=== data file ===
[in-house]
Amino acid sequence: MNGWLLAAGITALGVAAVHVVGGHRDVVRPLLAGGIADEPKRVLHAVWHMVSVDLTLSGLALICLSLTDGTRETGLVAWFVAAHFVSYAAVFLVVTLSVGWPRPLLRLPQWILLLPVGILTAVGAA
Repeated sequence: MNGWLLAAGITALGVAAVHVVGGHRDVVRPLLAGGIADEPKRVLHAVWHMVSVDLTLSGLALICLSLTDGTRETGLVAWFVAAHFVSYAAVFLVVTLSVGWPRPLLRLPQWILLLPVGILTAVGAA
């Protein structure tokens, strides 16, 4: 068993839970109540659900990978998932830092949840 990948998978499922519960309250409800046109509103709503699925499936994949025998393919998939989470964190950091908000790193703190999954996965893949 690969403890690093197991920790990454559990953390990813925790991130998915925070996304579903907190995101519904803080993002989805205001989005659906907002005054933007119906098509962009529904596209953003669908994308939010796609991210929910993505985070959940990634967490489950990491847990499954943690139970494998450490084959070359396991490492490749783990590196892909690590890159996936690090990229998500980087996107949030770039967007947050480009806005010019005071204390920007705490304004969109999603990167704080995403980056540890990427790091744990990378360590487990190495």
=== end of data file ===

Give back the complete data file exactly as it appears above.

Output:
[in-house]
Amino acid sequence: MNGWLLAAGITALGVAAVHVVGGHRDVVRPLLAGGIADEPKRVLHAVWHMVSVDLTLSGLALICLSLTDGTRETGLVAWFVAAHFVSYAAVFLVVTLSVGWPRPLLRLPQWILLLPVGILTAVGAA
Repeated sequence: MNGWLLAAGITALGVAAVHVVGGHRDVVRPLLAGGIADEPKRVLHAVWHMVSVDLTLSGLALICLSLTDGTRETGLVAWFVAAHFVSYAAVFLVVTLSVGWPRPLLRLPQWILLLPVGILTAVGAA
């Protein structure tokens, strides 16, 4: 068993839970109540659900990978998932830092949840 990948998978499922519960309250409800046109509103709503699925499936994949025998393919998939989470964190950091908000790193703190999954996965893949 690969403890690093197991920790990454559990953390990813925790991130998915925070996304579903907190995101519904803080993002989805205001989005659906907002005054933007119906098509962009529904596209953003669908994308939010796609991210929910993505985070959940990634967490489950990491847990499954943690139970494998450490084959070359396991490492490749783990590196892909690590890159996936690090990229998500980087996107949030770039967007947050480009806005010019005071204390920007705490304004969109999603990167704080995403980056540890990427790091744990990378360590487990190495």